Tug of War in Albania: Dalmatian Pelicans vs Vlora Airport
The construction of the Vlora airport in Albania threatens the Dalmatian Pelican's survival and the Divjaka-Karavasta National Park
Divjaka-Karavasta National Park is considered the last wild wetland in Europe. This area is located in southwest Albania and is a key habitat for many endangered birds. More than 200 species of birds live there, both migratory and stationary, but the most iconic and important lagoon resident is the Dalmatian Pelican. This rare bird is the world's largest freshwater bird and the lagoon is its only breeding site in the country, and one of the biggest in Europe. Despite the small surface of only 42 km², Divjaka-Karavasta National Park accounts for a significant percentage of the global population of this bird.
Dalmatian pelicans in Albania were almost driven to extinction in the sixties during Hoxha’s regime, dictator of Albania since the end of the Second World War. In an attempt to develop lowlands for agriculture, the dictator drained all the country's wetlands, leaving only the Divjaka-Karavasta as a suitable habitat for pelicans. The situation for these birds got even worse after the end of Hoxha’s regime in 1991. During that period Albania was in a state of anarchy, and almost every civilian was armed. Anyone was a potential hunter, and the Dalmatian pelican’s population reached its lowest number of only 19 pairs.
And then, one of the biggest conservation successes ever happened. With the establishment of Divjaka-Karavasta National Park in 2007, the population of Dalmatian pelicans slowly started to increase, reaching 85 nesting pairs. Unfortunately, now the Dalmatian pelican population is on the edge once again.
The Albanian government just approved the construction of an international airport at Vlora, a few kilometers away from the national park. According to Albania’s government, the investment of 104 million euros for the new airport will intensify tourism and trade activities, as well as provide a base for the new national airline, Air Albania.
The two already present airports in Albania, Tira, and Kukës, raised questions about whether the airport is really needed; since to this day, they are not running at full capacity and the one in the capital is only an hour and a half away.
The new airport would be a serious threat to the Dalmatian Pelicans and the other birds of the park. Due to water and noise pollution, the birds would move away from the Park and ultimately end up in an unprotected area where people would be free to hunt them. Moreover, the Park is a corridor for thousands of migratory birds, and the proximity to the airport would also be a danger to flight safety since it would make collisions between planes and birds likely to happen.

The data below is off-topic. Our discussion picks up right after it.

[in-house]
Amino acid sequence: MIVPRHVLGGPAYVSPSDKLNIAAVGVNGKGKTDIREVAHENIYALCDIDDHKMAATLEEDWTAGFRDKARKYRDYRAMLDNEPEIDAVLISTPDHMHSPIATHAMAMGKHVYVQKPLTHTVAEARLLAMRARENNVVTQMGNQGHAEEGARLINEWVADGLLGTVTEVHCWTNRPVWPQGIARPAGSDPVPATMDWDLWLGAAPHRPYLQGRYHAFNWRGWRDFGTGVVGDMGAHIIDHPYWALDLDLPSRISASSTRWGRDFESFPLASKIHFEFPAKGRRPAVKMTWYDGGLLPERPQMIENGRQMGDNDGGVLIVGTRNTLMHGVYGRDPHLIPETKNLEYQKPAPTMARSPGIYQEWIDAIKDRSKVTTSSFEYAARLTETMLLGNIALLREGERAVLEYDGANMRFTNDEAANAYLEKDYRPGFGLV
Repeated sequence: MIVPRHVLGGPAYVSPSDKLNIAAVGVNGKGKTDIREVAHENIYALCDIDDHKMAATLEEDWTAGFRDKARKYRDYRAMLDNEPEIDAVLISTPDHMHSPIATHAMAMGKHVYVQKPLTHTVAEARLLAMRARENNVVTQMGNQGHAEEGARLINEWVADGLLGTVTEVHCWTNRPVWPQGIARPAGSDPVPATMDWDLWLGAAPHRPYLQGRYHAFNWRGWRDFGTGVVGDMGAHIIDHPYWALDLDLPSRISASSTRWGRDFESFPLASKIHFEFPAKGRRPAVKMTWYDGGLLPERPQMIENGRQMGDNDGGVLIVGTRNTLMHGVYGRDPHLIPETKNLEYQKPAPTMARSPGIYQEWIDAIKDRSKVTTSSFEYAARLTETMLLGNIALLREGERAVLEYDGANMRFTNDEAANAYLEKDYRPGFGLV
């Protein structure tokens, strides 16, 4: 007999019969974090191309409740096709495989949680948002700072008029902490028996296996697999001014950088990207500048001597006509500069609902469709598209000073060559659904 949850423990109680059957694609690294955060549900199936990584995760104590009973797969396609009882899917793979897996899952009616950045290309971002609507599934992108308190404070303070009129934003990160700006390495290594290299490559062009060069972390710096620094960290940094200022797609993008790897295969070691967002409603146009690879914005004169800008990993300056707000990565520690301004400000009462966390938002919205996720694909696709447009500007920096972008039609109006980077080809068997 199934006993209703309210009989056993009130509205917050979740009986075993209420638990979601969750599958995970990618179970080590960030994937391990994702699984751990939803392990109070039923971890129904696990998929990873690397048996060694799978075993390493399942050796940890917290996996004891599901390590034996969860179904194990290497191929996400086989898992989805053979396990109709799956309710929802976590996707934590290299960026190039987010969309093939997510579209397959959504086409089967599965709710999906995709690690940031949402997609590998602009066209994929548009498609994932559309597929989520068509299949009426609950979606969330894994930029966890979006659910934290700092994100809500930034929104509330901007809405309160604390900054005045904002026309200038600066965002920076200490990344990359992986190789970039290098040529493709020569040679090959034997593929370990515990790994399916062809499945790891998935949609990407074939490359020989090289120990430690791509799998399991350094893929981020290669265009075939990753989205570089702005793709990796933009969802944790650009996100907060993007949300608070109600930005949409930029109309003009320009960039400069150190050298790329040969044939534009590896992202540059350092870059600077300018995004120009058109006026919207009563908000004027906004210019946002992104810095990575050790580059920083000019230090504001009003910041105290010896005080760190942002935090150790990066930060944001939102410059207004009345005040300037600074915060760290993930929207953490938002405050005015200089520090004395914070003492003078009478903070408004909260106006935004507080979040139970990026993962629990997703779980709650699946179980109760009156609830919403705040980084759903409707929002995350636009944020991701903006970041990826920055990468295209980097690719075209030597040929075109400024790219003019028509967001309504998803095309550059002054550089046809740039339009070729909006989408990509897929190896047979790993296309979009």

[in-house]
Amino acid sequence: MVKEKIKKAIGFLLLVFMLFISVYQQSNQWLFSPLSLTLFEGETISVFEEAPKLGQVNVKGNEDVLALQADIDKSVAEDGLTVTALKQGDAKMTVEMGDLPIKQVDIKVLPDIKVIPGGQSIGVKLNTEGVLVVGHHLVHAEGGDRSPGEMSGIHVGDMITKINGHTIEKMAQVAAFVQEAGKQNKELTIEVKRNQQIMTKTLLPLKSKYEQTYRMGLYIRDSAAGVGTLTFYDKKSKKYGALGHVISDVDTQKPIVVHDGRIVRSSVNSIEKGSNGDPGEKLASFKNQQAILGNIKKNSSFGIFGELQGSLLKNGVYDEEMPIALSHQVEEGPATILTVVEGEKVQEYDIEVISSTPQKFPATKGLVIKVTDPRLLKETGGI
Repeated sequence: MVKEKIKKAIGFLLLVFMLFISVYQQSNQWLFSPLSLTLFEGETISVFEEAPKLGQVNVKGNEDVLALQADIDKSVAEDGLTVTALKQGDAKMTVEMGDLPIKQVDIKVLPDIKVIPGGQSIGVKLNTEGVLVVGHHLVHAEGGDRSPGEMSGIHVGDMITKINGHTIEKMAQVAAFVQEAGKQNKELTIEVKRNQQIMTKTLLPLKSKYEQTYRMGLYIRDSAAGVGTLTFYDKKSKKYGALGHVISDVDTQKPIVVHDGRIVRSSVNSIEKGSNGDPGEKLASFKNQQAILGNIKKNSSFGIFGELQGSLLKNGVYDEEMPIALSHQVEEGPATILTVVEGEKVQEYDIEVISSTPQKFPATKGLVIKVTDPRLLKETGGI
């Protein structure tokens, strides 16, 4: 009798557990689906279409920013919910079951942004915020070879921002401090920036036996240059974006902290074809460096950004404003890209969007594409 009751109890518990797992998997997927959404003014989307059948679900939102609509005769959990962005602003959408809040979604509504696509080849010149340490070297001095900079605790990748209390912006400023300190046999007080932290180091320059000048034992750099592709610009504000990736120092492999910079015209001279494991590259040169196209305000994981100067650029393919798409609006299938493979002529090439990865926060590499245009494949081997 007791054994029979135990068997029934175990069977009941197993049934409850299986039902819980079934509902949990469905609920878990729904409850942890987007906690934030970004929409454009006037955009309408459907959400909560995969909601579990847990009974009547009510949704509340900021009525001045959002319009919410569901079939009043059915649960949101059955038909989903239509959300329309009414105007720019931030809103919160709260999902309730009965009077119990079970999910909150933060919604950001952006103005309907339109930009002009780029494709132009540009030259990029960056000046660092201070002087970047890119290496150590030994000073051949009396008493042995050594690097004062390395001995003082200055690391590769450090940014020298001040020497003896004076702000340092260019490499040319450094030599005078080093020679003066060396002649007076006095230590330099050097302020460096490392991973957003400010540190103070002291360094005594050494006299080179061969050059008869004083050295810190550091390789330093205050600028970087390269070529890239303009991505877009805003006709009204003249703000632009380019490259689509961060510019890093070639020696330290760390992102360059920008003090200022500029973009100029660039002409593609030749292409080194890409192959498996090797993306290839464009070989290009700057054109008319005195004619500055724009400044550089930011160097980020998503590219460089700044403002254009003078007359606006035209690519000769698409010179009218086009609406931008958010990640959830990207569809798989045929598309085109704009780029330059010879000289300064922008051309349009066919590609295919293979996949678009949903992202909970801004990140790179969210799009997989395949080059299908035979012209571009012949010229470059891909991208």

The residents around the lagoon believe that the construction of the airport would damage not only the environment but also affect tourism, which was the government’s original goal for the construction of the airport. Vjosa-Narta wetland is a popular destination for birdwatchers, and the disappearance of the Dalmatian Pelicans and other birds would ultimately affect the number of tourists.
Furthermore, the most controversial topic is the boundary changes of the Albanian protected areas. A few months after the announcement of the construction of the airport, the government redrew the borders of protected areas of the country and removed, among others, the nature reserve where the airport will be built.
Environmentalists' response was not long in coming, claiming that they violate international laws and national biodiversity protection conventions. More than 40 conservation organizations got together, asking the government to reconsider moving the project of the airport somewhere else.
The government ensured that the presence of the airport wouldn’t affect wildlife, since the same site was regularly used by planes for military purposes, and an environmental impact study already proved no impact of such use on the area. What hasn’t been considered is the significant difference between a few small military planes and a large international airport. The disturbance of the latter on wildlife would have a massive impact.
As a last attempt, in September 2022 the coalitions of the 40 conservation organizations reached out directly to the European Commission, underlining the violation of international laws. Nevertheless, the Commission didn’t intervene.
To this day, there is no effective opposition to the construction of the airport, which is ongoing.
The pelicans' survival is, once again, on thin ice.